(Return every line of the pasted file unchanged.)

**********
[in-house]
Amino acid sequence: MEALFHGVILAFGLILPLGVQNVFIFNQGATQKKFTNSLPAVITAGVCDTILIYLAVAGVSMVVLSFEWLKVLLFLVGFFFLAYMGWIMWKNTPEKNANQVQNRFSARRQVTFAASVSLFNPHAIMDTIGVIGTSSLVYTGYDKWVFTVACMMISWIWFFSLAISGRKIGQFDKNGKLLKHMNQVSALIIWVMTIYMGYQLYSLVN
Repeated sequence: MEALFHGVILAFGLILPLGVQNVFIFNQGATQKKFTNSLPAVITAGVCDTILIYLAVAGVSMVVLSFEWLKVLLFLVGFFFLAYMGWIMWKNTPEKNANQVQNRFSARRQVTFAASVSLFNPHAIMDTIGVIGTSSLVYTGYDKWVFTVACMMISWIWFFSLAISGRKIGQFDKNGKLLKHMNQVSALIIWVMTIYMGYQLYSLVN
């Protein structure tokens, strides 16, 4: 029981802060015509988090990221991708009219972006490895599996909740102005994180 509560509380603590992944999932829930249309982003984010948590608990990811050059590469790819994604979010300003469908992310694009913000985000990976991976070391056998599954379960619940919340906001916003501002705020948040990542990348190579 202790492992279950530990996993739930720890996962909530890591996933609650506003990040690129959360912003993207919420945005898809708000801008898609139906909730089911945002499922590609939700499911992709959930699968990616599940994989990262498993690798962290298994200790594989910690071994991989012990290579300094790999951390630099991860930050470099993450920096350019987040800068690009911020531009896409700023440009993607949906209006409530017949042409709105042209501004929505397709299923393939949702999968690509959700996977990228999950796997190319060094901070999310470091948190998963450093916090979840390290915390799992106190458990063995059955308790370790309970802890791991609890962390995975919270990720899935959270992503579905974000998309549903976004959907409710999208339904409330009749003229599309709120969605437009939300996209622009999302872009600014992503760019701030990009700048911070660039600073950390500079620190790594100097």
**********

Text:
[in-house]
Amino acid sequence: MEALFHGVILAFGLILPLGVQNVFIFNQGATQKKFTNSLPAVITAGVCDTILIYLAVAGVSMVVLSFEWLKVLLFLVGFFFLAYMGWIMWKNTPEKNANQVQNRFSARRQVTFAASVSLFNPHAIMDTIGVIGTSSLVYTGYDKWVFTVACMMISWIWFFSLAISGRKIGQFDKNGKLLKHMNQVSALIIWVMTIYMGYQLYSLVN
Repeated sequence: MEALFHGVILAFGLILPLGVQNVFIFNQGATQKKFTNSLPAVITAGVCDTILIYLAVAGVSMVVLSFEWLKVLLFLVGFFFLAYMGWIMWKNTPEKNANQVQNRFSARRQVTFAASVSLFNPHAIMDTIGVIGTSSLVYTGYDKWVFTVACMMISWIWFFSLAISGRKIGQFDKNGKLLKHMNQVSALIIWVMTIYMGYQLYSLVN
């Protein structure tokens, strides 16, 4: 029981802060015509988090990221991708009219972006490895599996909740102005994180 509560509380603590992944999932829930249309982003984010948590608990990811050059590469790819994604979010300003469908992310694009913000985000990976991976070391056998599954379960619940919340906001916003501002705020948040990542990348190579 202790492992279950530990996993739930720890996962909530890591996933609650506003990040690129959360912003993207919420945005898809708000801008898609139906909730089911945002499922590609939700499911992709959930699968990616599940994989990262498993690798962290298994200790594989910690071994991989012990290579300094790999951390630099991860930050470099993450920096350019987040800068690009911020531009896409700023440009993607949906209006409530017949042409709105042209501004929505397709299923393939949702999968690509959700996977990228999950796997190319060094901070999310470091948190998963450093916090979840390290915390799992106190458990063995059955308790370790309970802890791991609890962390995975919270990720899935959270992503579905974000998309549903976004959907409710999208339904409330009749003229599309709120969605437009939300996209622009999302872009600014992503760019701030990009700048911070660039600073950390500079620190790594100097």